Lung Cancer Screening; Is It Ready for Primetime?
The general public is witness to frequent debates in the medical world about the risks/benefits and recommendation/non-recommendation of cancer screening procedures. One committee says that prostate cancer screening by routine annual PSA testing saves lives, while another one says that it does more harm in over-diagnosis/over-treatment. Every 2-3 months the news media discusses the ongoing debate over mammography in asymptomatic 40-year old women. Some say it clearly saves lives. Others argue that it does not save lives but unnecessarily adds to rapidly increasing medical costs.
Well, now there is a new cancer-screening strategy in the adult medicine world for lung cancer. This is a major statement for two reasons: 1) The lung cancer survival rate overall is only 15 percent and has not meaningfully improved in the last 40 years. 2) The total number of lung cancer deaths per year (160,000) exceeds breast, colon, prostate, and pancreas cancer deaths combined.
Screening for the non-small cell form of lung cancer has been tried before by annual chest x-rayin high-risk smokers, and failed to show that at the end of five years more people were alive because of screening. There was a hint that it could allow us to diagnose some patients earlier with more surgically curable diseases, but we needed a better tool to examine all the little things that hide in the chest. The CT scan of the chest using a low dose radiation technique was the answer to this chest x-ray shortcoming. On a new CT machine, we can visualize abnormalities in the 3-5 mm sizewith good resolution.
The NLST (National Lung Screening Trial) was started in 2002 and its goal was to determine in 54,000 high-risk smokers aged 55 to 74 whether annual chest CT screening could reduce lung cancer death compared to chest x-ray imaging done annually. The results of this landmark study were published in 2011 in the New England Journal of Medicine. After a healthy debate, the conclusion is now accepted that CT screening reduced lung cancer death by 20 percent.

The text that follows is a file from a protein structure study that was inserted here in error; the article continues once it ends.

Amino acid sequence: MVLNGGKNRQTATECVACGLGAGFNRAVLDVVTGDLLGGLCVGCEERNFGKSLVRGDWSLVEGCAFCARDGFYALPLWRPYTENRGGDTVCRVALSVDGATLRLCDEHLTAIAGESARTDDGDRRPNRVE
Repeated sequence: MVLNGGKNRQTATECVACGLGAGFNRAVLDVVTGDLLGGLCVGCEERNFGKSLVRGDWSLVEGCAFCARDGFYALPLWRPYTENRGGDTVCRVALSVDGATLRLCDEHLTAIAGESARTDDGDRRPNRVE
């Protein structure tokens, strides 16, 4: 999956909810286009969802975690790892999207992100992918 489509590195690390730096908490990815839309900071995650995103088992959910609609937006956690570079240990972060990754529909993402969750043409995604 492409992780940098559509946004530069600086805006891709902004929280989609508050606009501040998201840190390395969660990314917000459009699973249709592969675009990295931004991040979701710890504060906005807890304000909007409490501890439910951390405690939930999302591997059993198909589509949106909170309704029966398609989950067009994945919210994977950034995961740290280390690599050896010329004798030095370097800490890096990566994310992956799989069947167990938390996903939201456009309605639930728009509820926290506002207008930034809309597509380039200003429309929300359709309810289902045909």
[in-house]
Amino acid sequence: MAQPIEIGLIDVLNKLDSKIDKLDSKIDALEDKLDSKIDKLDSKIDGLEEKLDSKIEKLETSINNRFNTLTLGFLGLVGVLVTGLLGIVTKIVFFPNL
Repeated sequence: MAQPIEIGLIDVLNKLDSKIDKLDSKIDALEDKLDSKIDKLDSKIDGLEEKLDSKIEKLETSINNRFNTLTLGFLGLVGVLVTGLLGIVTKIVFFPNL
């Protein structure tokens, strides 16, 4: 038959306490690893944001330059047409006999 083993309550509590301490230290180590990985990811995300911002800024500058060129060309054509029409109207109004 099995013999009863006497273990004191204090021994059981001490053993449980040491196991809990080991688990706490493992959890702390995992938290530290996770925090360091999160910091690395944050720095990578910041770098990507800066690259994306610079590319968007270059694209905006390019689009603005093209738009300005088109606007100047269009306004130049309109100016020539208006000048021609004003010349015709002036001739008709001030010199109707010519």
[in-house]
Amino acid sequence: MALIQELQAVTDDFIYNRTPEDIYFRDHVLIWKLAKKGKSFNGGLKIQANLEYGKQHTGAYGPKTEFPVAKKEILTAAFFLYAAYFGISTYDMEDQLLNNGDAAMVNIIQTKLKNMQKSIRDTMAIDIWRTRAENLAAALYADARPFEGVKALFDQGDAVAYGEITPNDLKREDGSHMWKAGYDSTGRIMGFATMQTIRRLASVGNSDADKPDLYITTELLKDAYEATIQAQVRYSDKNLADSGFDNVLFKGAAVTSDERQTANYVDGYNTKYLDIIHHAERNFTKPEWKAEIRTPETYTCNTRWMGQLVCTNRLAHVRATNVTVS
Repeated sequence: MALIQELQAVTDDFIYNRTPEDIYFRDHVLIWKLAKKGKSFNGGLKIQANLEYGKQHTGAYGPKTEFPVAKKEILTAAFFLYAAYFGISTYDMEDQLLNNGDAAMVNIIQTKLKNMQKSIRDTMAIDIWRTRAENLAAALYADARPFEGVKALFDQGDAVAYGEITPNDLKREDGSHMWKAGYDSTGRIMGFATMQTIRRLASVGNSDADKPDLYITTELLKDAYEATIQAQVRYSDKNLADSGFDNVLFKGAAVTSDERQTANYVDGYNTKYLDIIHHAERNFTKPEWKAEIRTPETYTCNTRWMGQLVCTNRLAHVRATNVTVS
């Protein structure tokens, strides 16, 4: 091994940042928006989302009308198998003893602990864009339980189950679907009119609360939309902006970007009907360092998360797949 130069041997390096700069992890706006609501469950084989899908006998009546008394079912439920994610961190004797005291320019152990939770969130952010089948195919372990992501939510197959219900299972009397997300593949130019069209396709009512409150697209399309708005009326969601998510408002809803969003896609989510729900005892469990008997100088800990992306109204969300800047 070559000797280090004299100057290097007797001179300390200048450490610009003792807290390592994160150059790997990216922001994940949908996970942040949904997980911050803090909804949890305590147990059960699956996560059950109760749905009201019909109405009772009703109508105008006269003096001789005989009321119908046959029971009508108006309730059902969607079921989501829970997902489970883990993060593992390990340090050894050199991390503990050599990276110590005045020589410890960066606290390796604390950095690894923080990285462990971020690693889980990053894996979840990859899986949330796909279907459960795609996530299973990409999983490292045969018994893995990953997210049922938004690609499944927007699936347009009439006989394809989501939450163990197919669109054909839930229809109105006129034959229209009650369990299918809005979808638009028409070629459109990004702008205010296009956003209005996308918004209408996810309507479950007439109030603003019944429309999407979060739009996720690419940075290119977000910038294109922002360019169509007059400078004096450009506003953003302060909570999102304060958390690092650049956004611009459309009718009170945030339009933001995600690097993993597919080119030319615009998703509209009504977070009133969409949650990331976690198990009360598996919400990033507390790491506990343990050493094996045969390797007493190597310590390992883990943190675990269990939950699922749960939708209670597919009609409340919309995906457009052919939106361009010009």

This is a dramatic result that is flying under the radar in health news. In addition to the planned lung cancer benefits which we believe to be long-term cures, there was an unexpected discovery ofclinically important cardiac disease, vascular disease, lung and esophageal problems, which were unknown. Although I feel this beneficial strategy is ready for prime time now, skeptics do have issues with the study conclusions and its widespread implementation across the country.
1) It is only one study that, although well done and exhaustively analyzed, could have mislead us by chance. A second confirmatory trial would always make us feel more confident.
2) About 30 percent of screens had an initial suspicious abnormality of which 96 percent were not cancer. So false-positive findings were the vast majority; and correctly sorting out the false positives from the true positives will pose a day-to-day struggle for patients and their screening team.
3) The cost of saving each life is estimated to be an additional $240,000. This figure has a wide error range depending on your models’ assumptions, but it is considered acceptable by most experts.
There are two key caveats about the study and its adoption in the community oncology center. First, screening is limited to the highest risk groups for lung cancer, which includes men and women aged 55 to 74 with greater than 30 years of smoking and less than 15 years cessation. Patients aged 50 and older with greater than 20 years of smoking and one additional risk factor may also benefit from screening. These guidelines for who to screen must be strictly followed in order to justify the cost, radiation exposure, and potential complications of diagnostic procedures. Second, lung cancer screening requires a dedicated team approach, including a CT Radiologist, Pulmonologist, Oncologist, and at times a Thoracic Surgeon. Even with all these experts, a complex algorithm of management has been designed to find that one cancer, which may be hiding among the benign scars and benign nodules in a smoker’s lungs.
I highly recommend the NCCN.org website for a more detailed review of these issues. Lastly, please help a smoking friend or family member quit. Because if no one smoked, we would not need lung cancer screening at all.